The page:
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Five Ways to Make Your Next Disney Visit Easier

Matt Villano

Disney parks might bill themselves as the happiest places on Earth, but I wouldn’t say bringing the entire family to one of these destinations is exactly easy.

The lines! The prices! The pressure to make sure everyone in your party is smiling at every moment! These issues are enough to drive an honest mom or dad to drink. Maybe that’s why they don’t sell booze in the main parks.

In any event, we Villanos just returned from three days at Disneyland. All of us had fun—especially my toddler, who has been talking about the trip non-stop since we returned. Over the course of the weekend, we learned some valuable tips that will make our next visit (currently slated for November) even better. Here are the five that top our list.

Do your homework
Before your trip, check out the Disney Parks blog for up-to-the-minute information about what’s happening in the parks during your visit, and what to expect down the road (the new Cars Land exhibit at Disney California Adventure, for instance, opens June 15). Once you’ve walked through the turnstiles, check out the MouseWait app, which offers real-time updates on wait-times for certain rides. Die-hard Disney fans swear by it (and we found it to be pretty accurate most of the time).

Make dinner reservations
Especially during prime times, restaurants in and around the parks can get packed. To avoid being eating chicken nuggets at every meal, it pays to make reservations (as far in advance as possible) before you go. The easiest option is to work through Disney Dining at 714.781.DINE. Agents on the other end of this line book rezzies for most restaurants in the parks and Downtown Disney.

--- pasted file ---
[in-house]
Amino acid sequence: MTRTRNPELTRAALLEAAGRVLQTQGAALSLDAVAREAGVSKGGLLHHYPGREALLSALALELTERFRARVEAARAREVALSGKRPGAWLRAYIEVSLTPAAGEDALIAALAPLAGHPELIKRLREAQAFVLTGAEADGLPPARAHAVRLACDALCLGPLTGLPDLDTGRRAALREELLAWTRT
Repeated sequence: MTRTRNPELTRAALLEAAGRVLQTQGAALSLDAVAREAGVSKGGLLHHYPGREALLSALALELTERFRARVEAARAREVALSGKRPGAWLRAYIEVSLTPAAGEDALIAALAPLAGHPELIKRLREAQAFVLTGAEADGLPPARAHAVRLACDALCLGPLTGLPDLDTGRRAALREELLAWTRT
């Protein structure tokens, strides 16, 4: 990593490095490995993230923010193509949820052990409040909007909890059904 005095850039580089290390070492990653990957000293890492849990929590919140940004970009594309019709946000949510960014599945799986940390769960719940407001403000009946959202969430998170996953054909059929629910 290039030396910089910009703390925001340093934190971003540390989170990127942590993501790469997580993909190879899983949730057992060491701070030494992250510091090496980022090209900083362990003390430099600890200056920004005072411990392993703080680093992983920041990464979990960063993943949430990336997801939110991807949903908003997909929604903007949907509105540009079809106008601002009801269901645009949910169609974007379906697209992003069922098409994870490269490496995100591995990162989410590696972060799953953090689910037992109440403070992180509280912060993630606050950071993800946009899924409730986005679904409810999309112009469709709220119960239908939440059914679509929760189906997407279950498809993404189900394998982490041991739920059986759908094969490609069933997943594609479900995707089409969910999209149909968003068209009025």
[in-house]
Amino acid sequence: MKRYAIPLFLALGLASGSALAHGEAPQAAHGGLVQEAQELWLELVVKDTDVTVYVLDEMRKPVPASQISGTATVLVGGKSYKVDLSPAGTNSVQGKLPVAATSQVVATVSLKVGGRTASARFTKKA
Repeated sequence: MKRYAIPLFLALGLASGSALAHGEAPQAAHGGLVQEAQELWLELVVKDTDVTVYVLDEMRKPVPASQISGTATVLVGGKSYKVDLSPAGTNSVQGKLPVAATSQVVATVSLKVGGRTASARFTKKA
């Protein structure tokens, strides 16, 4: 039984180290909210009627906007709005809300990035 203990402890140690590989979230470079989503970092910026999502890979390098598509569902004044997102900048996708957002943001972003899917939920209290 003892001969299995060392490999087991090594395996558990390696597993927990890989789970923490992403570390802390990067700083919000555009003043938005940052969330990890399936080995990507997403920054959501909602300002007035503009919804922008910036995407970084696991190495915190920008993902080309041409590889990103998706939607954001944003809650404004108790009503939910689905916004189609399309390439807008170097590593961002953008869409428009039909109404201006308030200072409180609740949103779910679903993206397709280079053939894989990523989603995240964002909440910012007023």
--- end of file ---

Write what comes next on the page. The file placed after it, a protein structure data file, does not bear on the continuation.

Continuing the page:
Bring snacks
A churro here, some sodas there, and before you know it, you’ve dropped $40 or $50 on snacks inside the parks. Bringing treats is cheaper and can save you serious time on line. We packed in a bunch of stuff and Disney Public Relations Manager Paul Garcia confirmed that the parks are “not restrictive” when it comes to goodies from the outside world. Garcia noted that parks even offer lockers where families can stash coolers so they don’t have to lug them around.

Be your own EMT
Sure, Disney parks have their own fire, police and emergency services crews, but for less-serious injuries (say, when your three-year-old skins a knee chasing ducks around a pavilion, then skins the other knee chasing bubbles from the $16.95 bubble gun that Daddy bought), the best first line of defense is you. Bring a small packet with band-aids, gauze pads and some Neosporin. Odds are even money you’ll tap into this makeshift first-aid kit at least once.

Stay on-site
I hate to sound like a shill for the Mouse, but it really does pay to stay at one of the Disney resorts. In addition to these perks, it’s just more convenient to be within (short) walking distance to all of the action. Staying close also eliminates the need to rent a car. Both Disneyland and Disneyworld offer busses that pick up passengers at major local airports and drop them at all of the on-site resorts. In California, we used a car service (AmericanEagle Transportation, 714/992-1240); they brought us car seats at no additional charge and were early for both pick-ups.

Finally, I’d be remiss if I didn’t take the opportunity to remind y’all to keep tabs on your valuable stuff. Powerwoman, caught up in the happiness, left her cell phone in the cup holder of our parked stroller and emerged from Peter Pan to find it missing. Even at Disney, it seems, dregs will be dregs. I only hope a child vomited on the thief later that day.

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